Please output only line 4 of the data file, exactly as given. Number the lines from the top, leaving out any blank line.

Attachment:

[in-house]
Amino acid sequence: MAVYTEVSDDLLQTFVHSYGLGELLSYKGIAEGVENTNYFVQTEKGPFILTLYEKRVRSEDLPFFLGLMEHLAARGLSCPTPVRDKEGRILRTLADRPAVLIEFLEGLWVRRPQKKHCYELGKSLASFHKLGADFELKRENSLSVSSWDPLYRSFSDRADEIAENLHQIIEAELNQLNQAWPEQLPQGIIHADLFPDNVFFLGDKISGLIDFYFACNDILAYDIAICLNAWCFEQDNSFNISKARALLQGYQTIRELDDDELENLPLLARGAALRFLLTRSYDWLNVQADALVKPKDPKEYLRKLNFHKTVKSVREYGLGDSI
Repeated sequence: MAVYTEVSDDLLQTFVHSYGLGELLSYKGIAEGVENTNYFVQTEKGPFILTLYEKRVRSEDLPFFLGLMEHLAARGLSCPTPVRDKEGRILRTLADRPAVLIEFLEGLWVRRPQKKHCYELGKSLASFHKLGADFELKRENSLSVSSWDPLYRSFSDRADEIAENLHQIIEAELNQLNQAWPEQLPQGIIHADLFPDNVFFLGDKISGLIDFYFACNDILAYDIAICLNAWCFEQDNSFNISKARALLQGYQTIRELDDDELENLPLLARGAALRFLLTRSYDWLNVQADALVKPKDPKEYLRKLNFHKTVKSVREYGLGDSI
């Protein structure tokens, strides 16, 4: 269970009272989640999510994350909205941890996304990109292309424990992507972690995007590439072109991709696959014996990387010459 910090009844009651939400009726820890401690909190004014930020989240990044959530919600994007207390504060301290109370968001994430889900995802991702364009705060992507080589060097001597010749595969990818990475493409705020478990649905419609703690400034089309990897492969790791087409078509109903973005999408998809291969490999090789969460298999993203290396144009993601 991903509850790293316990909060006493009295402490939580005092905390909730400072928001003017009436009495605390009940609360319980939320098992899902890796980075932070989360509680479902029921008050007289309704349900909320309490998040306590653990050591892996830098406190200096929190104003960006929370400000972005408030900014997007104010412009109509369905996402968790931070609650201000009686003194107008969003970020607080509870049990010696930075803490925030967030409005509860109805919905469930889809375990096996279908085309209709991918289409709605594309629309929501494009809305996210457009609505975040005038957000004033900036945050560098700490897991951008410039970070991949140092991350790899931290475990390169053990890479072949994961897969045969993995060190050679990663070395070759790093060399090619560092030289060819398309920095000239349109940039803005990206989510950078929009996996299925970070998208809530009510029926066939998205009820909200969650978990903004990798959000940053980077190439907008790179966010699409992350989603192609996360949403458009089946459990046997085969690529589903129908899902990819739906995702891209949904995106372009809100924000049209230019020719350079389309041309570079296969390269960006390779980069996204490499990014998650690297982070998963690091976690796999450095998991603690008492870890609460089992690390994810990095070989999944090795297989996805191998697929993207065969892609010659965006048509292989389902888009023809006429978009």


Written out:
């Protein structure tokens, strides 16, 4: 269970009272989640999510994350909205941890996304990109292309424990992507972690995007590439072109991709696959014996990387010459 910090009844009651939400009726820890401690909190004014930020989240990044959530919600994007207390504060301290109370968001994430889900995802991702364009705060992507080589060097001597010749595969990818990475493409705020478990649905419609703690400034089309990897492969790791087409078509109903973005999408998809291969490999090789969460298999993203290396144009993601 991903509850790293316990909060006493009295402490939580005092905390909730400072928001003017009436009495605390009940609360319980939320098992899902890796980075932070989360509680479902029921008050007289309704349900909320309490998040306590653990050591892996830098406190200096929190104003960006929370400000972005408030900014997007104010412009109509369905996402968790931070609650201000009686003194107008969003970020607080509870049990010696930075803490925030967030409005509860109805919905469930889809375990096996279908085309209709991918289409709605594309629309929501494009809305996210457009609505975040005038957000004033900036945050560098700490897991951008410039970070991949140092991350790899931290475990390169053990890479072949994961897969045969993995060190050679990663070395070759790093060399090619560092030289060819398309920095000239349109940039803005990206989510950078929009996996299925970070998208809530009510029926066939998205009820909200969650978990903004990798959000940053980077190439907008790179966010699409992350989603192609996360949403458009089946459990046997085969690529589903129908899902990819739906995702891209949904995106372009809100924000049209230019020719350079389309041309570079296969390269960006390779980069996204490499990014998650690297982070998963690091976690796999450095998991603690008492870890609460089992690390994810990095070989999944090795297989996805191998697929993207065969892609010659965006048509292989389902888009023809006429978009």